Annual herb 30 cm - 0.7 m tall Stem: upright, densely covered with simple and star-shaped grayish hairs (mainly on lower part). Flowers: in loosely branched clusters, pale yellow, 4 - 5 mm long, 1.2 mm wide at apex. Petals four. Stamens six. Fruit: a pod, on 4 - 9 mm long stalks, upright, 2.5 - 5 mm long, to 4 mm wide, nearly round but slightly flattened, keeled, with a beak up to 2 mm long. Seeds reddish brown, about 1 mm long, oblong, triangular in cross-section, smooth, slightly glossy. Lower leaves: alternate, 5 - 6 cm long, 1.5 - 2 cm wide, oblong, densely covered with simple and star-shaped grayish hairs. Upper leaves: alternate, stalkless, clasping, smaller than lower leaves (progressively reducing in size), lance-shaped, base lobed (typically pointed), sometimes with a few small teeth along the margins near the tip, hairy.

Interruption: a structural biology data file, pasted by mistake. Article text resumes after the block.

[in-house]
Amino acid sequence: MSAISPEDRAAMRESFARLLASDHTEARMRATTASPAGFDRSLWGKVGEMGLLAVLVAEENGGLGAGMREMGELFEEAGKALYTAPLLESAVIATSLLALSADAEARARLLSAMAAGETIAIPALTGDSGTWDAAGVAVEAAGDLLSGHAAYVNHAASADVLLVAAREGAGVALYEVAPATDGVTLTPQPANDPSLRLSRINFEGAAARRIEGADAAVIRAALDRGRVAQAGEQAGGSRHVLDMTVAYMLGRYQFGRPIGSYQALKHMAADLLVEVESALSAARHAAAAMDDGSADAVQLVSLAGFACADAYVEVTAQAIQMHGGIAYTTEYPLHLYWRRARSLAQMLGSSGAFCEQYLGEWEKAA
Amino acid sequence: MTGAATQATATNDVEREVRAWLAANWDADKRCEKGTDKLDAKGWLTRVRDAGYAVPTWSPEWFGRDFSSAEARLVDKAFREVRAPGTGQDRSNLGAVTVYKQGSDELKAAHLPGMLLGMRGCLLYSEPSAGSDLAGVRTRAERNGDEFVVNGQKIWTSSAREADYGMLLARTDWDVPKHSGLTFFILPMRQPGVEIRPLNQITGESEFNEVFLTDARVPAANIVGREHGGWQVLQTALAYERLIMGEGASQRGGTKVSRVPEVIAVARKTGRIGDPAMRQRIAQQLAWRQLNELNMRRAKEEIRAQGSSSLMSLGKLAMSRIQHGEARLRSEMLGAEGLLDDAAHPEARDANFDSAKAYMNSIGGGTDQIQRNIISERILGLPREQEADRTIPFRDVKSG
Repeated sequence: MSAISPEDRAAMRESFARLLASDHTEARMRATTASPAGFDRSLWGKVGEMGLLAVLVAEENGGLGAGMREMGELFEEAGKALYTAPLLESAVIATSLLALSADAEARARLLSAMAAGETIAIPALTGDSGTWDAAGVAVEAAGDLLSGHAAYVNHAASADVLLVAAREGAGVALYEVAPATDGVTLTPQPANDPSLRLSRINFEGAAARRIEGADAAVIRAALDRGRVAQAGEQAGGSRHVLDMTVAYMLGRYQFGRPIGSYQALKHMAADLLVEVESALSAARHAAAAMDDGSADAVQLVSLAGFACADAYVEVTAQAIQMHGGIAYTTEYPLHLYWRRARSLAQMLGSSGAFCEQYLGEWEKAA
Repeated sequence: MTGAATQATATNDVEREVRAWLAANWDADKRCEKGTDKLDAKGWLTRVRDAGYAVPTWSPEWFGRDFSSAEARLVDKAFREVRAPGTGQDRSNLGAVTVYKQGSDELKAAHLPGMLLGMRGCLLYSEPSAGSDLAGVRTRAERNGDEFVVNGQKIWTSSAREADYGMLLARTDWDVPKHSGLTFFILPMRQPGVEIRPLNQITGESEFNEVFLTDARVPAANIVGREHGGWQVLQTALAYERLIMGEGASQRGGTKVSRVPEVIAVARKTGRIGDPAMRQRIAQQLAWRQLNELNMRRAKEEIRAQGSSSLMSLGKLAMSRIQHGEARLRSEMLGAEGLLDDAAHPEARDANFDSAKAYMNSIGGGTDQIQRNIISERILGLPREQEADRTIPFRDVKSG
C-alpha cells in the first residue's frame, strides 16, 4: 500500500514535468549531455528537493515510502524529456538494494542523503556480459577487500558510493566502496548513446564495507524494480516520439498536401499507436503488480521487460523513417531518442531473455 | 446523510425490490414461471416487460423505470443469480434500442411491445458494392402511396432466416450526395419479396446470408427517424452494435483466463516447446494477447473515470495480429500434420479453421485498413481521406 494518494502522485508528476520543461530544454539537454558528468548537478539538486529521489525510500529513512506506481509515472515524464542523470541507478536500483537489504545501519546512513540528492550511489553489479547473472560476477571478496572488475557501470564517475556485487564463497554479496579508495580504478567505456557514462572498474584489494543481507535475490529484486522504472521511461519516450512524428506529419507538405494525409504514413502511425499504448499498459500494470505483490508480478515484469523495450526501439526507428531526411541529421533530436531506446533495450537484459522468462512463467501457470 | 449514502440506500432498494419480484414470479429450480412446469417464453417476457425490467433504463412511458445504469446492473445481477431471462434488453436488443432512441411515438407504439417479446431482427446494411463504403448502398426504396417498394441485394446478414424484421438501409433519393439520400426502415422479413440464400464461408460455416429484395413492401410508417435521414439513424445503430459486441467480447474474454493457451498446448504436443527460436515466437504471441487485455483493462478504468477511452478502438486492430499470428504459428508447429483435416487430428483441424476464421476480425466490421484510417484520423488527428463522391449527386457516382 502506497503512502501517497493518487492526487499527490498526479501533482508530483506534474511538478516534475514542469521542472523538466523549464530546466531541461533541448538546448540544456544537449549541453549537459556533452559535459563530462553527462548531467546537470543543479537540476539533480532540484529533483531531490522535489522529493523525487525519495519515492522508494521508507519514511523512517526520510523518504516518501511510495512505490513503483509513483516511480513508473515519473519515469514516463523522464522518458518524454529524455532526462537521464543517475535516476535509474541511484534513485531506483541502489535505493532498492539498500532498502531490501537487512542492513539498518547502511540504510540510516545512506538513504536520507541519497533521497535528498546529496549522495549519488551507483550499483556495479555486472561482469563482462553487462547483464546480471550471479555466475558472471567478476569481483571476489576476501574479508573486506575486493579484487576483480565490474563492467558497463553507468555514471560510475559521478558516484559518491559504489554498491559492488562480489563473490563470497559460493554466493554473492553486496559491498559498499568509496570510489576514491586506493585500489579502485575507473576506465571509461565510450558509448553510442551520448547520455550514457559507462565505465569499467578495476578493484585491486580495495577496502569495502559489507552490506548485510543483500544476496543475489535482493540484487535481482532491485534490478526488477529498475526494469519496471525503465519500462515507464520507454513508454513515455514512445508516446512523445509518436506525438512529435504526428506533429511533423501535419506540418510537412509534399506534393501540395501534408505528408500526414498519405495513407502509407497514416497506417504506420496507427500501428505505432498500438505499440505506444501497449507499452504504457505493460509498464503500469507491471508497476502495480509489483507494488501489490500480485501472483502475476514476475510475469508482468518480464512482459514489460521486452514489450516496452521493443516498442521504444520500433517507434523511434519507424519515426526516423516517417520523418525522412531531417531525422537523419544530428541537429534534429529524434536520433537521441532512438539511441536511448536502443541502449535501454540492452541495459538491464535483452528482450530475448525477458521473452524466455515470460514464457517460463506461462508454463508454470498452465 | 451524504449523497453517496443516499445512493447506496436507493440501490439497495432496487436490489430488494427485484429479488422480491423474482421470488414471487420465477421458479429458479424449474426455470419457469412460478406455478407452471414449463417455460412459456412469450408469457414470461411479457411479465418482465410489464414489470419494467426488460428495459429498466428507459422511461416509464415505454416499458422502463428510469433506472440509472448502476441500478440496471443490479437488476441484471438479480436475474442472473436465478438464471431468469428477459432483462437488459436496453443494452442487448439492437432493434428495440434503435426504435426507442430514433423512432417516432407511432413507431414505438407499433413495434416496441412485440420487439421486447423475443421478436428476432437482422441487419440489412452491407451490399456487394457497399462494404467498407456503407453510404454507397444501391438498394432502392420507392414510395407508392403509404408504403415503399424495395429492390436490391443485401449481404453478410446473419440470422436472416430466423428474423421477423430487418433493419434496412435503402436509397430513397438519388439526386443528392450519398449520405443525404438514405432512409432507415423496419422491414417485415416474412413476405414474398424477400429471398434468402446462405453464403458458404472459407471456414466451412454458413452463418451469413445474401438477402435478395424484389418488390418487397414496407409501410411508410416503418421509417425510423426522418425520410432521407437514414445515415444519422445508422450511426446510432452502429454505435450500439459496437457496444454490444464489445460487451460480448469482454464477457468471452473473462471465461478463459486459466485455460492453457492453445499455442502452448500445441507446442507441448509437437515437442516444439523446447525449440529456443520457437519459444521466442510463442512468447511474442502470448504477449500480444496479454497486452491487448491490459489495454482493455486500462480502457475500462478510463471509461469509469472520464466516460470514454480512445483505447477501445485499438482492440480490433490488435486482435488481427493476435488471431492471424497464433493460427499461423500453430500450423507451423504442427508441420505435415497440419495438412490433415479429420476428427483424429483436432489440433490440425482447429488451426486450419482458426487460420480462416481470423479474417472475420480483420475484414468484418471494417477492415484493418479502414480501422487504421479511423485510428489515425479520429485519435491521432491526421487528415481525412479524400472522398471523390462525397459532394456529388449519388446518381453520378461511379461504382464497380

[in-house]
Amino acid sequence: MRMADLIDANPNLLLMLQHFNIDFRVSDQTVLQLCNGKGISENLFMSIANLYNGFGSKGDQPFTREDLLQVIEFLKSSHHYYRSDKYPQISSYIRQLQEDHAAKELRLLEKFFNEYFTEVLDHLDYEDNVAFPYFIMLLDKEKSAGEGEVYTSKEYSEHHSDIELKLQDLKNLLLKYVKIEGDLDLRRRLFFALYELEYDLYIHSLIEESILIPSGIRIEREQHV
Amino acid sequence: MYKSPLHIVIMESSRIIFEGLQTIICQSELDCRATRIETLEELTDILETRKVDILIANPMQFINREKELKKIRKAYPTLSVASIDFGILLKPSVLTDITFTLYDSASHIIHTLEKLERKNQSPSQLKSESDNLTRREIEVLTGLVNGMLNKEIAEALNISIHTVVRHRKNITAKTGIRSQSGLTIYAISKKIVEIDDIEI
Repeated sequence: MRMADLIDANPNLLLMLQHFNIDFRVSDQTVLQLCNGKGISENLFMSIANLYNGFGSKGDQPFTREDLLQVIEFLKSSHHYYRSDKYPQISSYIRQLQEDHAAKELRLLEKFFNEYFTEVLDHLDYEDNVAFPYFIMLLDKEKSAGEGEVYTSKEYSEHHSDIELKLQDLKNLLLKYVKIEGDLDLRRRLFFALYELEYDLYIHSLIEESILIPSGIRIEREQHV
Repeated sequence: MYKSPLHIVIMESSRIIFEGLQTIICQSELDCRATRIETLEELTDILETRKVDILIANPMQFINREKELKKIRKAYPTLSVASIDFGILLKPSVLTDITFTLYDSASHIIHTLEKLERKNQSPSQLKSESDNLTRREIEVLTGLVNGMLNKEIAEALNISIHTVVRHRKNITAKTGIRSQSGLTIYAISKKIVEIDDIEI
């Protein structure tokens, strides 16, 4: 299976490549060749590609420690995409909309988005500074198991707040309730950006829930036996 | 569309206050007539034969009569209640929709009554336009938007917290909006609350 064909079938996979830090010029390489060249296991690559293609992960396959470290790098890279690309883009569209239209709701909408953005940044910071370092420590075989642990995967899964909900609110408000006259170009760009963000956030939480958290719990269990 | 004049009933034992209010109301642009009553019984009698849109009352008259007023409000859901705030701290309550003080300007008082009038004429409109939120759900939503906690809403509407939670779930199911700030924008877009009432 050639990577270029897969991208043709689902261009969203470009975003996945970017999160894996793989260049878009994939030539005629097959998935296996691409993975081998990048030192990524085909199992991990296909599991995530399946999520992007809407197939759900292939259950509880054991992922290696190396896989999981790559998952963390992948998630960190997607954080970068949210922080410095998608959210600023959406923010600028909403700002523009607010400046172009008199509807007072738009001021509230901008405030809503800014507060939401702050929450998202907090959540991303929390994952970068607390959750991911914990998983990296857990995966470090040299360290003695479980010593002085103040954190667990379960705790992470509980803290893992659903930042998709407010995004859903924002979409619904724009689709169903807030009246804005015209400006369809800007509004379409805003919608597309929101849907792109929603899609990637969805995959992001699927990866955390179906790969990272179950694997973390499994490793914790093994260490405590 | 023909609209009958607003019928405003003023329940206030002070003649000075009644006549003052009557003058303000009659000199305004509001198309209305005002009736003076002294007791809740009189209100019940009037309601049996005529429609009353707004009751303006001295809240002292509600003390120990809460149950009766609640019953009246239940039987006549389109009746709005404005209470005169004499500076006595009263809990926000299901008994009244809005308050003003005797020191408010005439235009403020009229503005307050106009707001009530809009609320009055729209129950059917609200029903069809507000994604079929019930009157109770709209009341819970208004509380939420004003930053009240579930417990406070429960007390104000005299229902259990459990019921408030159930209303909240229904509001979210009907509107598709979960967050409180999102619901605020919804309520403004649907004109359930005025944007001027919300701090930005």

Similar species: The similar Camelina sativa bears larger fruit.
Flowering: mid-May to mid-July
Habitat and ecology: Introduced from Europe. An infrequent weed of cultivated fields, waste ground, and roadsides. It is also found in nursery plots, sandy fields, and along railroads.
Occurence in the Chicago region: non-native
Notes: This plant is best viewed when the sky is overcast, because the flowers close and shrivel on sunny, warm days.
Etymology: Camelina comes from the Greek words camai, meaning dwarf, and linon, meaning flax (the term "dwarf" being used to mean "false"). Microcarpa means small-fruited.
Erect, 3-7 dm, rough-hairy; lvs entire or remotely denticulate; frs erect, 2.5-5 mm, obscurely rugulose, on pedicels 4-9 mm; seeds ca 1 mm; 2n=40. Fields and waste places, usually in sandy soil; native of the Old World, established as a casual weed throughout most of the U.S. and s. Can. Apr.-June.
Gleason, Henry A. & Cronquist, Arthur J. 1991. Manual of vascular plants of northeastern United States and adjacent Canada. lxxv + 910 pp.